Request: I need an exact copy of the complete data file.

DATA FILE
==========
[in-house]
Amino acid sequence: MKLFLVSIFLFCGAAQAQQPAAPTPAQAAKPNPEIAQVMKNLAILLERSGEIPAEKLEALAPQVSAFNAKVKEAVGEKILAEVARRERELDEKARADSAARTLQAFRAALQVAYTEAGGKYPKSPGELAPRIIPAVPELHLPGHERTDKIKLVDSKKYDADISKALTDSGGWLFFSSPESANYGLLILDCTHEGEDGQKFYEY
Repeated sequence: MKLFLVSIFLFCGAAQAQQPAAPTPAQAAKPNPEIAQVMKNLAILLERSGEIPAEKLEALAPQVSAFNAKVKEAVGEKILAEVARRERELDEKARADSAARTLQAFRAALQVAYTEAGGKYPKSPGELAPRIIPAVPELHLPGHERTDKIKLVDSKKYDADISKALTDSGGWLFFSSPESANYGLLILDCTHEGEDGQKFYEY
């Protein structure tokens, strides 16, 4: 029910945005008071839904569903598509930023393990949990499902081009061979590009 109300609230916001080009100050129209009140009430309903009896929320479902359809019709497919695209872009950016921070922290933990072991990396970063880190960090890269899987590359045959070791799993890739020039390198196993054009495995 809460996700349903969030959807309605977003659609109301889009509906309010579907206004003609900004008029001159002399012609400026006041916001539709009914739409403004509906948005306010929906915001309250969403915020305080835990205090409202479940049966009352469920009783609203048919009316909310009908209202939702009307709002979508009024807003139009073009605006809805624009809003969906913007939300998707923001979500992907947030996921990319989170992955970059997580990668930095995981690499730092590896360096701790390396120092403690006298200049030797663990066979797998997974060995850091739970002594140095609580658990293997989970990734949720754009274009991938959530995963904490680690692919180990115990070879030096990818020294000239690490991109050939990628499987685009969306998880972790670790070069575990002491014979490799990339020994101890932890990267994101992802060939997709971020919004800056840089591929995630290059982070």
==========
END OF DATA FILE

[in-house]
Amino acid sequence: MKLFLVSIFLFCGAAQAQQPAAPTPAQAAKPNPEIAQVMKNLAILLERSGEIPAEKLEALAPQVSAFNAKVKEAVGEKILAEVARRERELDEKARADSAARTLQAFRAALQVAYTEAGGKYPKSPGELAPRIIPAVPELHLPGHERTDKIKLVDSKKYDADISKALTDSGGWLFFSSPESANYGLLILDCTHEGEDGQKFYEY
Repeated sequence: MKLFLVSIFLFCGAAQAQQPAAPTPAQAAKPNPEIAQVMKNLAILLERSGEIPAEKLEALAPQVSAFNAKVKEAVGEKILAEVARRERELDEKARADSAARTLQAFRAALQVAYTEAGGKYPKSPGELAPRIIPAVPELHLPGHERTDKIKLVDSKKYDADISKALTDSGGWLFFSSPESANYGLLILDCTHEGEDGQKFYEY
């Protein structure tokens, strides 16, 4: 029910945005008071839904569903598509930023393990949990499902081009061979590009 109300609230916001080009100050129209009140009430309903009896929320479902359809019709497919695209872009950016921070922290933990072991990396970063880190960090890269899987590359045959070791799993890739020039390198196993054009495995 809460996700349903969030959807309605977003659609109301889009509906309010579907206004003609900004008029001159002399012609400026006041916001539709009914739409403004509906948005306010929906915001309250969403915020305080835990205090409202479940049966009352469920009783609203048919009316909310009908209202939702009307709002979508009024807003139009073009605006809805624009809003969906913007939300998707923001979500992907947030996921990319989170992955970059997580990668930095995981690499730092590896360096701790390396120092403690006298200049030797663990066979797998997974060995850091739970002594140095609580658990293997989970990734949720754009274009991938959530995963904490680690692919180990115990070879030096990818020294000239690490991109050939990628499987685009969306998880972790670790070069575990002491014979490799990339020994101890932890990267994101992802060939997709971020919004800056840089591929995630290059982070």